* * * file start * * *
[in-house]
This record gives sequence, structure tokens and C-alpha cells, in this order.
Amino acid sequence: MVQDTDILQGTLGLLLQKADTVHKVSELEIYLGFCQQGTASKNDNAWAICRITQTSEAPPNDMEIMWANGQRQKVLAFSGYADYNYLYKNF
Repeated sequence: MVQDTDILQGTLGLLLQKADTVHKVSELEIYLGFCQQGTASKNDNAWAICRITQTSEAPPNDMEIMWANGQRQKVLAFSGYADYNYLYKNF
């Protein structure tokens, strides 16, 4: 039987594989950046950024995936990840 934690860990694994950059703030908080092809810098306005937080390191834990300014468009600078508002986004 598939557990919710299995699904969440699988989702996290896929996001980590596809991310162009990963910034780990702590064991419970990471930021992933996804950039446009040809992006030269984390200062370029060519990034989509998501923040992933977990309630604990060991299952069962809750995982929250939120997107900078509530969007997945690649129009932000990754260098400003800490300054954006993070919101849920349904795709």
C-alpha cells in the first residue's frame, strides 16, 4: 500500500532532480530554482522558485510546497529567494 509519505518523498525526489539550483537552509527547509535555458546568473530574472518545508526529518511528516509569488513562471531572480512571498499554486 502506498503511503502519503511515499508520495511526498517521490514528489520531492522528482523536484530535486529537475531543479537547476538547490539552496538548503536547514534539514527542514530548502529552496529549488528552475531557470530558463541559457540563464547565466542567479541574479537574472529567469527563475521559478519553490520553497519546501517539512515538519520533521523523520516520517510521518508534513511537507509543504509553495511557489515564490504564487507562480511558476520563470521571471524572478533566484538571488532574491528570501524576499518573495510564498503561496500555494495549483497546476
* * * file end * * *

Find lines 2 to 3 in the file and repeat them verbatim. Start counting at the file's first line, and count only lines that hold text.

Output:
This record gives sequence, structure tokens and C-alpha cells, in this order.
Amino acid sequence: MVQDTDILQGTLGLLLQKADTVHKVSELEIYLGFCQQGTASKNDNAWAICRITQTSEAPPNDMEIMWANGQRQKVLAFSGYADYNYLYKNF